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Sensory Integration


Our senses provide us with a means of interacting with our environment as well as allowing us to develop understanding and respond to the environment around us. Many individuals, particularly those who have a diagnosis of Autism experience difficulties in processing and interpreting sensory inputs. For children with a diagnosis of Autism sensory difficulties can result in unusual or uncomfortable perception of sound, sense, touch, sight and smell.


This means that some children may be unable to focus upon planned teaching activities as their sensory issues cause such discomfort or stimulation. This can have a profound effect upon their ability to access learning activities and in some cases can result in challenging behaviour. Therefore it is essential that school consider these difficulties, by understanding their sensory issues school are able to personalize their learning and implement sensory diets.  Addressing sensory issues should also result in increased engagement with the curriculum and therefore enhance learning experiences as well as non- school activities.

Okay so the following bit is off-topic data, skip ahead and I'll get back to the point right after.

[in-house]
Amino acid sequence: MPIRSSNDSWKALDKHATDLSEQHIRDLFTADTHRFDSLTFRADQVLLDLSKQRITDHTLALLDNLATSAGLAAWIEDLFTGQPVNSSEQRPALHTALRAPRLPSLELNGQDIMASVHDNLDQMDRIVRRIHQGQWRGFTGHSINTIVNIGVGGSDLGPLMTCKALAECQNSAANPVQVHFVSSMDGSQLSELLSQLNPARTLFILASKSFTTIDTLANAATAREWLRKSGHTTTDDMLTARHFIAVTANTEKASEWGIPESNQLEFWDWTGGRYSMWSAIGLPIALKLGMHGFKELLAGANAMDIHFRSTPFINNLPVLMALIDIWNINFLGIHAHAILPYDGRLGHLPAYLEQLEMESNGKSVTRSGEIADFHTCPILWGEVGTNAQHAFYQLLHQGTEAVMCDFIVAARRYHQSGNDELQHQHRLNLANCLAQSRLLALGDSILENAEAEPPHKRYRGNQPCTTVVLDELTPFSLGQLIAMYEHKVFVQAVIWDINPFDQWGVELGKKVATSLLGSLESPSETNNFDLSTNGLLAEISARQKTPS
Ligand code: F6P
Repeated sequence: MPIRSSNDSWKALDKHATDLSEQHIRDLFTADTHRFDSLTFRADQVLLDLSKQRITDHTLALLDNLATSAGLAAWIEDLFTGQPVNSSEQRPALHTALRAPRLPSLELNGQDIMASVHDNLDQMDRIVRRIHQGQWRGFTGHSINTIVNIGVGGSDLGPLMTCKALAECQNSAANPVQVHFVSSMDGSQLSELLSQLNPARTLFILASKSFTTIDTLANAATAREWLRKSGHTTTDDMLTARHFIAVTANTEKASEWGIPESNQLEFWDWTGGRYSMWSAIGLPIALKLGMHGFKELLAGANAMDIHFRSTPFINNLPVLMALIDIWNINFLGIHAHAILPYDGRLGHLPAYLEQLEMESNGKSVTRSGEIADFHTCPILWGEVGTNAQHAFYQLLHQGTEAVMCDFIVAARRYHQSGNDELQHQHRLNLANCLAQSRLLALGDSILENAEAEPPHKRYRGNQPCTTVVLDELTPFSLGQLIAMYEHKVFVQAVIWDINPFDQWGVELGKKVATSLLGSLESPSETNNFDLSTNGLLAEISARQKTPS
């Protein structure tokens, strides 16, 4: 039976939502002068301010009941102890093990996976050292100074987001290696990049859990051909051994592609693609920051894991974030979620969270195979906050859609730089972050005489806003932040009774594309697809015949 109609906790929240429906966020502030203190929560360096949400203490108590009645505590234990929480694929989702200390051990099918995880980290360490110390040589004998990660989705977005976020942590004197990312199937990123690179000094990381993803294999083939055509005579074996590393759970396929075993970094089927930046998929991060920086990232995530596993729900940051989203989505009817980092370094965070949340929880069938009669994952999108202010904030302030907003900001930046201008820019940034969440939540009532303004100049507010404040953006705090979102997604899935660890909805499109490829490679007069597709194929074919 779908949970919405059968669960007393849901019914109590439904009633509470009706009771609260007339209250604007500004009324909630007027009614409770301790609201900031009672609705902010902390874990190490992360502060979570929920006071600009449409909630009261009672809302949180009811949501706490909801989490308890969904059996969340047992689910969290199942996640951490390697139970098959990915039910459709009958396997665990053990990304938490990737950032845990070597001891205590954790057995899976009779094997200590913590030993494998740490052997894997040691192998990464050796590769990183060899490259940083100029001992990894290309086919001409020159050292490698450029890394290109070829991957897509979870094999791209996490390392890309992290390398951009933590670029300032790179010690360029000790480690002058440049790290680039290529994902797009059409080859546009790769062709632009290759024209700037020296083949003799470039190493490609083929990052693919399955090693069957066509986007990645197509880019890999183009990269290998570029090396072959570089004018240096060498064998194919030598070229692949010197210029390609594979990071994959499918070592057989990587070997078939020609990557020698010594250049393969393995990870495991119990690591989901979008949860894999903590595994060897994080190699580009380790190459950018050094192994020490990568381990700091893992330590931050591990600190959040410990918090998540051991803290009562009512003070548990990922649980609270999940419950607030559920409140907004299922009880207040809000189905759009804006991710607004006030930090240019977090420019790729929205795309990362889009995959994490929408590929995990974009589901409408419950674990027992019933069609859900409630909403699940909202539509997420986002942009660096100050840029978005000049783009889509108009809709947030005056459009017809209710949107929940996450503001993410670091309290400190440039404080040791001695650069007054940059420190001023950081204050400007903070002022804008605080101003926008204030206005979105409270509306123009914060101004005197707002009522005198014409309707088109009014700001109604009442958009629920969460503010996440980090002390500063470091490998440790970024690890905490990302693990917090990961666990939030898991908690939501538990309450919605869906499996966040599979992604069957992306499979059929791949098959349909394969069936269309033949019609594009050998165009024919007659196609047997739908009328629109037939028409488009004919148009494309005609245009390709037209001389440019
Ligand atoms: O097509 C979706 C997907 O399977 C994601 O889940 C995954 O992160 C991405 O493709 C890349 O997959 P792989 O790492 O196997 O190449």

School work with specialist occupational therapists to assess individual children's sensory needs and develop appropriate therapy programmes. This ensures that the children at Millstead are ready to engage in the fun and exciting learning opportunities offered to them.


Millstead has a dedicated sensory integration room for children to use but in keeping with our belief that children should have access to the appropriate sensory input across the whole school day all areas of the school are used to provide our children with the sensory input they need. This includes a daily access to our rebound trampoline and outdoor trampolines,  sensory resources available within individual classroom and outdoor areas. use of adapted bicycles and the use of sensory circuits.


Sensory circuits are physical activities that help to alert, organise and then relax the senses of children so that they are ready to take part in class activities and one to one work. Participating in short sensory circuits is a great way to alert or calm children to settle them into and throughout the school day.